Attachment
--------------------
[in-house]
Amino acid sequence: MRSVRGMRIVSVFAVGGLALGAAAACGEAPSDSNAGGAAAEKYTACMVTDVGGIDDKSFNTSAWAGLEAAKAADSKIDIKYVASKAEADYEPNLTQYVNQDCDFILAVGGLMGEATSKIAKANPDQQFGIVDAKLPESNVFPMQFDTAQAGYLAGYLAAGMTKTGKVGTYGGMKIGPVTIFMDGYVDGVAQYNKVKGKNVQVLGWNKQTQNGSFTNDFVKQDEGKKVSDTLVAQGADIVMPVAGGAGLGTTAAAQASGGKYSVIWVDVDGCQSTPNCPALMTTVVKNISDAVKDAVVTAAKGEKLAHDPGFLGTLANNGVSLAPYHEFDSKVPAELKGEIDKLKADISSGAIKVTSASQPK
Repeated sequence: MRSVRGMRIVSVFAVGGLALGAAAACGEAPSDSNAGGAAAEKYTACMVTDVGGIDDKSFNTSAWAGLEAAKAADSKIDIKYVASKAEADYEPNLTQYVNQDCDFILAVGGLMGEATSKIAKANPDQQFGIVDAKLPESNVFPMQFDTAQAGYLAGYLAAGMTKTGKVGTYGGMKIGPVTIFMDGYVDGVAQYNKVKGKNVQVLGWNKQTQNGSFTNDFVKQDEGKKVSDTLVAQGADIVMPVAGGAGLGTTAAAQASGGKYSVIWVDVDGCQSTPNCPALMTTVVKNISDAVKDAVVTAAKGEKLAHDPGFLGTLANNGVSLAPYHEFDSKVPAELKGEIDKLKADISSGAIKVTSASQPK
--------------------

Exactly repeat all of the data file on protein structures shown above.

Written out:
[in-house]
Amino acid sequence: MRSVRGMRIVSVFAVGGLALGAAAACGEAPSDSNAGGAAAEKYTACMVTDVGGIDDKSFNTSAWAGLEAAKAADSKIDIKYVASKAEADYEPNLTQYVNQDCDFILAVGGLMGEATSKIAKANPDQQFGIVDAKLPESNVFPMQFDTAQAGYLAGYLAAGMTKTGKVGTYGGMKIGPVTIFMDGYVDGVAQYNKVKGKNVQVLGWNKQTQNGSFTNDFVKQDEGKKVSDTLVAQGADIVMPVAGGAGLGTTAAAQASGGKYSVIWVDVDGCQSTPNCPALMTTVVKNISDAVKDAVVTAAKGEKLAHDPGFLGTLANNGVSLAPYHEFDSKVPAELKGEIDKLKADISSGAIKVTSASQPK
Repeated sequence: MRSVRGMRIVSVFAVGGLALGAAAACGEAPSDSNAGGAAAEKYTACMVTDVGGIDDKSFNTSAWAGLEAAKAADSKIDIKYVASKAEADYEPNLTQYVNQDCDFILAVGGLMGEATSKIAKANPDQQFGIVDAKLPESNVFPMQFDTAQAGYLAGYLAAGMTKTGKVGTYGGMKIGPVTIFMDGYVDGVAQYNKVKGKNVQVLGWNKQTQNGSFTNDFVKQDEGKKVSDTLVAQGADIVMPVAGGAGLGTTAAAQASGGKYSVIWVDVDGCQSTPNCPALMTTVVKNISDAVKDAVVTAAKGEKLAHDPGFLGTLANNGVSLAPYHEFDSKVPAELKGEIDKLKADISSGAIKVTSASQPK